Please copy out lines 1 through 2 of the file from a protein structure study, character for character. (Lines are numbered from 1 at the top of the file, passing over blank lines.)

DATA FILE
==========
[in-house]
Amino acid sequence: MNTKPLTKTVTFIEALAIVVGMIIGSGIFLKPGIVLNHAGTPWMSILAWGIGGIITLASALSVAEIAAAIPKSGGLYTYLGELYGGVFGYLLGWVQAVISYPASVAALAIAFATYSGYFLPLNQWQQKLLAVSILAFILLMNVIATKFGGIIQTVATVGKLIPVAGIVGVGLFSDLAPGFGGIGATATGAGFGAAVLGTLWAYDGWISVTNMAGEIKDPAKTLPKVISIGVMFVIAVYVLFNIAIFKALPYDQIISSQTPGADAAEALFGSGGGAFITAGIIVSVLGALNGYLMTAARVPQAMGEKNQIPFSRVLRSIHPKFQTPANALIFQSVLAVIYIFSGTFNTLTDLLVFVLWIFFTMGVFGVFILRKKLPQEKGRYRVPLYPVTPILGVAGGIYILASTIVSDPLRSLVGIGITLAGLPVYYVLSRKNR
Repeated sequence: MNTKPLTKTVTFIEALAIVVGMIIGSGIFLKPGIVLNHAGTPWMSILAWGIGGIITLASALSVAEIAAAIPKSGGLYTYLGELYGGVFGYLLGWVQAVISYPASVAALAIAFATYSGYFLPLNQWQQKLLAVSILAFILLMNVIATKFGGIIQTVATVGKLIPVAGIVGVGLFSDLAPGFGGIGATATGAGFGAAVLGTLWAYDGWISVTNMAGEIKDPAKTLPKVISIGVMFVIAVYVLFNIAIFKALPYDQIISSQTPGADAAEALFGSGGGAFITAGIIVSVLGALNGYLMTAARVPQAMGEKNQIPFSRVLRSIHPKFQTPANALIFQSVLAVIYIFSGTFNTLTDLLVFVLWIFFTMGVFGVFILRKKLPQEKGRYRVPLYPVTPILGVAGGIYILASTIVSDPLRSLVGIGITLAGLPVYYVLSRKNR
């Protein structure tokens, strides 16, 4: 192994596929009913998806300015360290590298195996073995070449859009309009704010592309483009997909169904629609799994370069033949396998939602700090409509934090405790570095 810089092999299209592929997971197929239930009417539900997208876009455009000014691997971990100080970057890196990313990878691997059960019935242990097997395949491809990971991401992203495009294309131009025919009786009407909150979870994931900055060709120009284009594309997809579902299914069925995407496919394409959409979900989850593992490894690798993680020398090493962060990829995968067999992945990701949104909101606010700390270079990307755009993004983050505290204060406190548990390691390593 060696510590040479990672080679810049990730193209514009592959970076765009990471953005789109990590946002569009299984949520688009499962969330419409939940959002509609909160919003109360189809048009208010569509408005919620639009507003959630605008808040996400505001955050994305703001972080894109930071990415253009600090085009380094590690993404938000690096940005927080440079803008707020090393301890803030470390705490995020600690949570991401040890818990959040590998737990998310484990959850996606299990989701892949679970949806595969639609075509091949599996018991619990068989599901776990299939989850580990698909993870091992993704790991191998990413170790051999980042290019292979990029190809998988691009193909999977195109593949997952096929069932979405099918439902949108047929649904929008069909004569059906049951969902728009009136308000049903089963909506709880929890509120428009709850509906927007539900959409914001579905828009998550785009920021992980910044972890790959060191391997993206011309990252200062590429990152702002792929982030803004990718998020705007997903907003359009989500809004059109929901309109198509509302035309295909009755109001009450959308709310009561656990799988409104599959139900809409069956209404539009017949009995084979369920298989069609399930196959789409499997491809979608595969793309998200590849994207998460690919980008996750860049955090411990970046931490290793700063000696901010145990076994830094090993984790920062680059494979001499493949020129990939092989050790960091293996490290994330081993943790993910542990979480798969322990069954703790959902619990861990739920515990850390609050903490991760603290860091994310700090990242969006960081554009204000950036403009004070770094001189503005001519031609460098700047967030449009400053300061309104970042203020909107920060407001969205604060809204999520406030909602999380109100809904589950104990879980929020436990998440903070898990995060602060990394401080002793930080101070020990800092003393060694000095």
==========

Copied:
[in-house]
Amino acid sequence: MNTKPLTKTVTFIEALAIVVGMIIGSGIFLKPGIVLNHAGTPWMSILAWGIGGIITLASALSVAEIAAAIPKSGGLYTYLGELYGGVFGYLLGWVQAVISYPASVAALAIAFATYSGYFLPLNQWQQKLLAVSILAFILLMNVIATKFGGIIQTVATVGKLIPVAGIVGVGLFSDLAPGFGGIGATATGAGFGAAVLGTLWAYDGWISVTNMAGEIKDPAKTLPKVISIGVMFVIAVYVLFNIAIFKALPYDQIISSQTPGADAAEALFGSGGGAFITAGIIVSVLGALNGYLMTAARVPQAMGEKNQIPFSRVLRSIHPKFQTPANALIFQSVLAVIYIFSGTFNTLTDLLVFVLWIFFTMGVFGVFILRKKLPQEKGRYRVPLYPVTPILGVAGGIYILASTIVSDPLRSLVGIGITLAGLPVYYVLSRKNR